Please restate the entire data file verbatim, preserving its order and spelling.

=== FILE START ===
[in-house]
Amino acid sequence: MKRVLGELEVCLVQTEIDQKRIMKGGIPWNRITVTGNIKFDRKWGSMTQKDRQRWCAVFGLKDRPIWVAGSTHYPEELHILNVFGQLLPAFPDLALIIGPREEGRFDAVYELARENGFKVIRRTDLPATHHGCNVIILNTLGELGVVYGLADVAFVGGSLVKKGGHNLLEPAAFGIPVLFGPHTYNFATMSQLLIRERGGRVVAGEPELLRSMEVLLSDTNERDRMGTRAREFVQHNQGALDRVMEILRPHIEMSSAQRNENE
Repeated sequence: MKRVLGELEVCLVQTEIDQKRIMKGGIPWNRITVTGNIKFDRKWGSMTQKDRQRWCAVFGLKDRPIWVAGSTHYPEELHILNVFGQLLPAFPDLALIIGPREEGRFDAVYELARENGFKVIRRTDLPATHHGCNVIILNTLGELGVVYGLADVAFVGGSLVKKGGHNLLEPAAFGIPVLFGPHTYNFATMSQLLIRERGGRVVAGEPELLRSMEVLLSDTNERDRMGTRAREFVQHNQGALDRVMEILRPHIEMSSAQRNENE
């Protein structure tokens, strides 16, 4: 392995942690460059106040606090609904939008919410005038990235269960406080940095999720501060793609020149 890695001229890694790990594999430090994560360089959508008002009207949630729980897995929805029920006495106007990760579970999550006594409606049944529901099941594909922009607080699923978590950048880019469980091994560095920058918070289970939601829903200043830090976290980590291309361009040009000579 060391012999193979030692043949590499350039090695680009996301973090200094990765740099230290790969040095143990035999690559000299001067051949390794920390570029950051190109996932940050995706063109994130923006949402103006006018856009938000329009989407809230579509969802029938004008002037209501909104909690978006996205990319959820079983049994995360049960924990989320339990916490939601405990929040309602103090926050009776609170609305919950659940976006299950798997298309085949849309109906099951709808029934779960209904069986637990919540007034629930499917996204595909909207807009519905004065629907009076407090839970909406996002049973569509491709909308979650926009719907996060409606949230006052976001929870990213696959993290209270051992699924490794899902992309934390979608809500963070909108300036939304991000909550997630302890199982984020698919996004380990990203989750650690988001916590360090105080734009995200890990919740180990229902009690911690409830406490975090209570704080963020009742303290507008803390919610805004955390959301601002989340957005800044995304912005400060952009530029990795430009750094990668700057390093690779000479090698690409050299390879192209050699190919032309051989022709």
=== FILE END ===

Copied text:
[in-house]
Amino acid sequence: MKRVLGELEVCLVQTEIDQKRIMKGGIPWNRITVTGNIKFDRKWGSMTQKDRQRWCAVFGLKDRPIWVAGSTHYPEELHILNVFGQLLPAFPDLALIIGPREEGRFDAVYELARENGFKVIRRTDLPATHHGCNVIILNTLGELGVVYGLADVAFVGGSLVKKGGHNLLEPAAFGIPVLFGPHTYNFATMSQLLIRERGGRVVAGEPELLRSMEVLLSDTNERDRMGTRAREFVQHNQGALDRVMEILRPHIEMSSAQRNENE
Repeated sequence: MKRVLGELEVCLVQTEIDQKRIMKGGIPWNRITVTGNIKFDRKWGSMTQKDRQRWCAVFGLKDRPIWVAGSTHYPEELHILNVFGQLLPAFPDLALIIGPREEGRFDAVYELARENGFKVIRRTDLPATHHGCNVIILNTLGELGVVYGLADVAFVGGSLVKKGGHNLLEPAAFGIPVLFGPHTYNFATMSQLLIRERGGRVVAGEPELLRSMEVLLSDTNERDRMGTRAREFVQHNQGALDRVMEILRPHIEMSSAQRNENE
């Protein structure tokens, strides 16, 4: 392995942690460059106040606090609904939008919410005038990235269960406080940095999720501060793609020149 890695001229890694790990594999430090994560360089959508008002009207949630729980897995929805029920006495106007990760579970999550006594409606049944529901099941594909922009607080699923978590950048880019469980091994560095920058918070289970939601829903200043830090976290980590291309361009040009000579 060391012999193979030692043949590499350039090695680009996301973090200094990765740099230290790969040095143990035999690559000299001067051949390794920390570029950051190109996932940050995706063109994130923006949402103006006018856009938000329009989407809230579509969802029938004008002037209501909104909690978006996205990319959820079983049994995360049960924990989320339990916490939601405990929040309602103090926050009776609170609305919950659940976006299950798997298309085949849309109906099951709808029934779960209904069986637990919540007034629930499917996204595909909207807009519905004065629907009076407090839970909406996002049973569509491709909308979650926009719907996060409606949230006052976001929870990213696959993290209270051992699924490794899902992309934390979608809500963070909108300036939304991000909550997630302890199982984020698919996004380990990203989750650690988001916590360090105080734009995200890990919740180990229902009690911690409830406490975090209570704080963020009742303290507008803390919610805004955390959301601002989340957005800044995304912005400060952009530029990795430009750094990668700057390093690779000479090698690409050299390879192209050699190919032309051989022709």